Who should we let borrow the materials? This question is often answered by the mission and purpose of the library. The vast majority of librarians stated that they allowed patients, family members, the public and staff. One question that will need to be answered within this question is, what is the geographical limit to who may borrow? This will be necessary especially in the hospital setting where patrons might be visiting family members from quite a distance away – which would increase the likelihood of loss of materials.
What percentage of the collection are you willing to lose yearly due to items not being returned or damaged?Every library that circulates experiences losses, so having an idea of the potential percentage of losses from year to year will help in determining a budget to account for replacements. While the average of those asked was around 1-3%, some libraries have generous budgets that account for losses up to 60%. Some libraries are able to handle this due to the number of donations.
After reviewing these initial questions in order to write a policy, it is good to have feedback from other consumer health libraries, to hear their stories, their accomplishments, and barriers they have overcome to make their circulation practice a success. Below are some of these experiences and accomplishments shared by consumer health librarians across the country.
What has been the greatest advantage of having a circulating collection? Librarians have found that having a circulation policy has improved their relationships both outside and inside the organization. Most report the ability to better serve the needs of their patrons and the positive feedback, loyalty, word-of-mouth promotion and satisfaction from patrons they have experienced. Circulating the collection also has helped support the marketing of the library to community partners such as schools, parenting groups, local clinics, and public libraries. Some have also realized positive feedback from accrediting bodies that discover the library’s circulation policy when coming for an accreditation visit. Being able to offer patrons the ability to have time to absorb and learn information to better enable them to make informed decisions is another important realization. If they could only read the materials in the library, most would not as they don’t have the time to sit and leisurely read due to the reason they are in the setting where most consumer health libraries are located.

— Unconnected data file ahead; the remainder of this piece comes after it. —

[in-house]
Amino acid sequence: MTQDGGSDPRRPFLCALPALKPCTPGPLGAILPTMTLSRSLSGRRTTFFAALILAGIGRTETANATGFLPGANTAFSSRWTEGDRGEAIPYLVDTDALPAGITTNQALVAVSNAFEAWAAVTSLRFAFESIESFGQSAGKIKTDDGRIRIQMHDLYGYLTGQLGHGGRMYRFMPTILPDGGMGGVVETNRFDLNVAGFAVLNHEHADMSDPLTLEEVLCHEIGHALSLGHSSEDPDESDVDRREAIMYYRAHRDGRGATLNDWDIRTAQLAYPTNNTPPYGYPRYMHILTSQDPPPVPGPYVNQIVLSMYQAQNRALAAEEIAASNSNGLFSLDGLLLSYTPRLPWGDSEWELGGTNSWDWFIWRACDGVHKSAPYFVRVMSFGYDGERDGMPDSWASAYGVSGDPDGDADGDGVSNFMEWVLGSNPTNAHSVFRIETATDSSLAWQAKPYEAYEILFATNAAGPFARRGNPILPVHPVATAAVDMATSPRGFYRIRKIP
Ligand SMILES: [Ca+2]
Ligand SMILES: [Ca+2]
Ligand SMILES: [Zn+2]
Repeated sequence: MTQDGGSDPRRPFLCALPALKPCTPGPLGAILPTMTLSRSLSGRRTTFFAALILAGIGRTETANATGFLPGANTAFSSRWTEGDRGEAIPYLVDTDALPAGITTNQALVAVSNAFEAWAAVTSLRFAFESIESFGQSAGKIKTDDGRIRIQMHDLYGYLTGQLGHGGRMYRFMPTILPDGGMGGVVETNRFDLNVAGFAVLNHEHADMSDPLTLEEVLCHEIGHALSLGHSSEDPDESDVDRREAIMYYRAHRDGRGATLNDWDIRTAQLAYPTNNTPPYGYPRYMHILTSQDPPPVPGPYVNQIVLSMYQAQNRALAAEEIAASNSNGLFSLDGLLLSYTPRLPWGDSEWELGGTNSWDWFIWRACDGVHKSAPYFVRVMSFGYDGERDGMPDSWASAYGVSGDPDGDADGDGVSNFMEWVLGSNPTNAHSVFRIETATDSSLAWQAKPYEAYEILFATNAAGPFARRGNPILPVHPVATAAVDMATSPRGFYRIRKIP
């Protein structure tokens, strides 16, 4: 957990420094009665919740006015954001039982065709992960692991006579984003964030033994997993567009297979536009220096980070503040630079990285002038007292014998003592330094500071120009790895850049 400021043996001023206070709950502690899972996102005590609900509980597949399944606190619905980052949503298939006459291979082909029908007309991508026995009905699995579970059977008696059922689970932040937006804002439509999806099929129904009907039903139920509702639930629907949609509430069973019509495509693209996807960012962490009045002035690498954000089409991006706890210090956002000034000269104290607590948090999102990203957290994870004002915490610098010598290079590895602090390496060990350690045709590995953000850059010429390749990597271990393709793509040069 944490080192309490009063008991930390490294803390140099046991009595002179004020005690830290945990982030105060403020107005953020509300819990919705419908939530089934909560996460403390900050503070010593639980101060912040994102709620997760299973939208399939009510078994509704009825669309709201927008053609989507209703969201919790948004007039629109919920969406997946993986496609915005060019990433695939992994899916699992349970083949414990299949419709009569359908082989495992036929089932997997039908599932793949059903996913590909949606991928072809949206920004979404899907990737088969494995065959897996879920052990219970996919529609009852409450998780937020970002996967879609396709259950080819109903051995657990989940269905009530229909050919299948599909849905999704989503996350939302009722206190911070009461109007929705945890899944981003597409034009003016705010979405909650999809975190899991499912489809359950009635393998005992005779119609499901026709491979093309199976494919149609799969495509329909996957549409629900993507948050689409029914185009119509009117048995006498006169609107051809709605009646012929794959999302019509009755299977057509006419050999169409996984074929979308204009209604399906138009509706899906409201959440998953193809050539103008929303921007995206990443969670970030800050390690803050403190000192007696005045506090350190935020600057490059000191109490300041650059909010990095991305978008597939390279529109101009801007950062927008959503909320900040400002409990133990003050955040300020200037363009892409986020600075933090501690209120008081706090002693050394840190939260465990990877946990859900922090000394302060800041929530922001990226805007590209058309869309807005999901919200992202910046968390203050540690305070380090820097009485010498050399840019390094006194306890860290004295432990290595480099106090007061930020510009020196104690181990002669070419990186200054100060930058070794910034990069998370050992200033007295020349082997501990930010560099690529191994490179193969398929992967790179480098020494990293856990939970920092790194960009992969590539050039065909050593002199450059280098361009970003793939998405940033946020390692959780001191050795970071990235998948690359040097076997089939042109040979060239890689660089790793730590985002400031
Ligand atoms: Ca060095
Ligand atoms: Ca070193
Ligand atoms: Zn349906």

Other than the obvious, community patrons borrowing and never returning items, what has been the biggest pitfall of this service? Often, the answer to this question was similar to what public libraries also experience, but given the transitory nature of consumer health libraries may be felt more acutely. Too often there is only one copy of a title that is really popular but there isn’t the budget for multiple copies, as well as general wear and tear on the collection for those item heavily borrowed were most often stated. Other commonly stated pitfalls are the potential of having patrons who are visiting patients from outside of the limits of the eligibility policy, limited staff which in turn limits the opportunities to market the service to a wider base, the location of the library may make if hard for potential new patrons to find it easily, and items left throughout the hospital (which patrons tell you when you contact them once the item is overdue) that need to be tracked down.
One of the first considerations to review when considering or evaluating a circulation policy is the overall mission or purpose of the consumer health library. Learning from other consumer health librarians the experiences and rewards of circulating even part of the collection provides shared wisdom when creating this practice. With the mission in hand, statistics to show the number of patrons who have asked about borrowing, and a written policy about the circulation of the library materials, you have the first tools to initiate a practice that has the potential of improving not only the lives of your patrons, but their communication with health care professionals, and your library’s significance to the organization.